How many cases on average does a CASA volunteer carry at a time?
The number varies from jurisdiction to jurisdiction, but an average caseload is one to two.
Do lawyers, judges and social caseworkers support CASA?
Yes. Juvenile and family court judges implement the CASA program in their courtrooms and appoint volunteers. CASA has been endorsed by the American Bar Association; National Bar Association; National Council of Juvenile and Family Court Judges, and Office of Juvenile Justice and Delinquency Prevention of the U.S. Department of Justice.
Does the federal government support CASA?
CASA is a priority project of the Department of Justice’s Office of Juvenile Justice and Delinquency Prevention. The office encourages the establishment of new CASA programs, assists established CASA programs, and provides partial funding for the National CASA Association.
How many CASA programs are there?
There are now 900 CASA programs across the country including Washington, D.C. and the U.S. Virgin Islands.
How effective have CASA programs been?
Research suggests that children who have been assigned CASA volunteers tend to spend less time in court and less time within the foster care system than those who do not have CASA representation. Judges have observed that CASA children also have better chances of finding permanent homes than non-CASA children.
How much time does it require?
Each case is different. A CASA volunteer usually spends about 10 hours doing research and conducting interviews prior to the first court appearance. More complicated cases take longer. Once initiated into the system, volunteers work about 10-15 hours a month.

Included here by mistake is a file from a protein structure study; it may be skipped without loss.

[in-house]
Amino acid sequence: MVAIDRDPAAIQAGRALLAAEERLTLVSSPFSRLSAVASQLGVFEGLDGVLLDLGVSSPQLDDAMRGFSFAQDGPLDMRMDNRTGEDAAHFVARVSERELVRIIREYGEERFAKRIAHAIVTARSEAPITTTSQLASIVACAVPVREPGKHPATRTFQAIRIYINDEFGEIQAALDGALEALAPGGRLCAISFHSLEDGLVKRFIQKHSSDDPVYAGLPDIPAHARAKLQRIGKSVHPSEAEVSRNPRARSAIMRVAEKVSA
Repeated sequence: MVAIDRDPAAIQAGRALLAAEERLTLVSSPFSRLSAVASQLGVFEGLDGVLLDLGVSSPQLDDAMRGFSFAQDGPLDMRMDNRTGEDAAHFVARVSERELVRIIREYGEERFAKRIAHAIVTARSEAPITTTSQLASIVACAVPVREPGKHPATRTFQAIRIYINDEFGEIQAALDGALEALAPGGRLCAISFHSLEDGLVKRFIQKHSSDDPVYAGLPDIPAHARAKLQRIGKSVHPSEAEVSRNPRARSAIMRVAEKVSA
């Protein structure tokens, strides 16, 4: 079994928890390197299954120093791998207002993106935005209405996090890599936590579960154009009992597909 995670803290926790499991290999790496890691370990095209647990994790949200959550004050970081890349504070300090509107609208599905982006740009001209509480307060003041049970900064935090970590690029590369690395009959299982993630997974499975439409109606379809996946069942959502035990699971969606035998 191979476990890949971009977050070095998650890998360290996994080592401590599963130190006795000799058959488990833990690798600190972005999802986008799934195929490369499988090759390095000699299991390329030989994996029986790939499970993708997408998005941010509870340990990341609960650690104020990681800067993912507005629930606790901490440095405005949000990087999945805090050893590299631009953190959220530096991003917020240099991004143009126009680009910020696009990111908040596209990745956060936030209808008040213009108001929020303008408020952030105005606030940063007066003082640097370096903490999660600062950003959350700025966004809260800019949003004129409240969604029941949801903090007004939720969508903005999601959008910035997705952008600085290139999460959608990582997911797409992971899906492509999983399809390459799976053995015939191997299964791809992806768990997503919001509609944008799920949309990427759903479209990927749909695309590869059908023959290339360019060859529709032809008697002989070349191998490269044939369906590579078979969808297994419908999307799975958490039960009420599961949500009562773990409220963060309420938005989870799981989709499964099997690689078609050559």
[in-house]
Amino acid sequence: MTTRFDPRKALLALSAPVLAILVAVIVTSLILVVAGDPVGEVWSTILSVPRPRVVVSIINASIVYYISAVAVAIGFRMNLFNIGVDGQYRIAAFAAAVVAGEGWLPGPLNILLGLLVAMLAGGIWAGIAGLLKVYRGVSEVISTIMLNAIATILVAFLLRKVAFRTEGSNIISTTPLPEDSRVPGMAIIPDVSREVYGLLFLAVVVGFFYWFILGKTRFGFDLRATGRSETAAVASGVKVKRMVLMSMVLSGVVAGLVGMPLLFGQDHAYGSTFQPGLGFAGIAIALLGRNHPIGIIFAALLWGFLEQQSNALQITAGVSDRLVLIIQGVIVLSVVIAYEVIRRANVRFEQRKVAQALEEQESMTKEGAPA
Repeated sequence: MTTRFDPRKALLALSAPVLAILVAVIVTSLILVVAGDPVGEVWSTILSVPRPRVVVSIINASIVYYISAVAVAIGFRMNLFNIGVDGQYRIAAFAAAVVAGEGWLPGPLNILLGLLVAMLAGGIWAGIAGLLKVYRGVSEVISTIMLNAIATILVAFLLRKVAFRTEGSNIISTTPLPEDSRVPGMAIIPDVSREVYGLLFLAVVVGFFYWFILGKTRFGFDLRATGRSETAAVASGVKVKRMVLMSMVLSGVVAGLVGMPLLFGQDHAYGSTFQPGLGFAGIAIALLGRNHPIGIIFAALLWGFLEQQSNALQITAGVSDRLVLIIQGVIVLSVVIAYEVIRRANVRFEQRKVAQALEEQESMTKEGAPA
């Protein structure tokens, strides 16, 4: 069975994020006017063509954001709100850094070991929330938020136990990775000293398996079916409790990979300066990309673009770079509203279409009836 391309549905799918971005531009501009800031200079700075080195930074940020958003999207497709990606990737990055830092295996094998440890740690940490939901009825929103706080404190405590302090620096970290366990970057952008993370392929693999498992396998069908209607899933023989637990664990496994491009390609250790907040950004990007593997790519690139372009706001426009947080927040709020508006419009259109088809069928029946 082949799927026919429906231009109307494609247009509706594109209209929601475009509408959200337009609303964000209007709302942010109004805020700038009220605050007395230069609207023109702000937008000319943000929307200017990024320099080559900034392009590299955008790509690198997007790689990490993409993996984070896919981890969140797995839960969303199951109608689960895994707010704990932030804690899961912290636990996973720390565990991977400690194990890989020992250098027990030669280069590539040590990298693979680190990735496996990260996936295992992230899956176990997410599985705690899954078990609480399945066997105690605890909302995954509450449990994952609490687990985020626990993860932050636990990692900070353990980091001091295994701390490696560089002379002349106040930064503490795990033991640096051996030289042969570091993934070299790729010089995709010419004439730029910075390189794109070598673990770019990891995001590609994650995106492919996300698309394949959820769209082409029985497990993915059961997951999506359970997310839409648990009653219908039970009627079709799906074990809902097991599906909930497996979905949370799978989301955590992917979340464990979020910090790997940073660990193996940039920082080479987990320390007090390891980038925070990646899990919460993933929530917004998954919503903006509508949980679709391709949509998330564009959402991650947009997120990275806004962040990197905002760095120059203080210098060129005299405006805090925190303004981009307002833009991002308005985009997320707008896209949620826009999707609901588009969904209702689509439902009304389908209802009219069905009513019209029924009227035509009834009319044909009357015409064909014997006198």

How long does a CASA volunteer remain involved with a case?
The volunteer continues until the case is permanently resolved. One of the primary benefits of the CASA program is that, unlike other court principals who often rotate cases, the CASA volunteer is a consistent figure in the proceedings, and provides continuity for a child.
Are there any other agencies or groups that provide the same service?
There are other pro bono child advocacy organizations, but CASA is the only national program using carefully screened and trained community volunteers who are appointed by the court to represent a child’s best interests.
What children are assigned CASA volunteers?
Children who are victims of abuse and neglect who have become wards of the court are assigned CASA volunteers. The program is most common in juvenile and family court cases.
What is the role of the National CASA Association?
The National CASA Association is a non-profit organization that provides training, technical assistance, research, media and public awareness services to members. We work with state and local CASA and volunteer guardian ad litem programs to promote and support quality volunteer advocacy to help assure each child a safe, permanent, nurturing home
How is CASA funded?
At the local level, CASA programs are generally funded through a combination of private and public funds. Many programs are privately funded through service organizations such as the Junior League and the National Council of Jewish Women. The National CASA Association is funded through a combination of private grants, federal funds (U.S. Justice Department), memberships and contributions.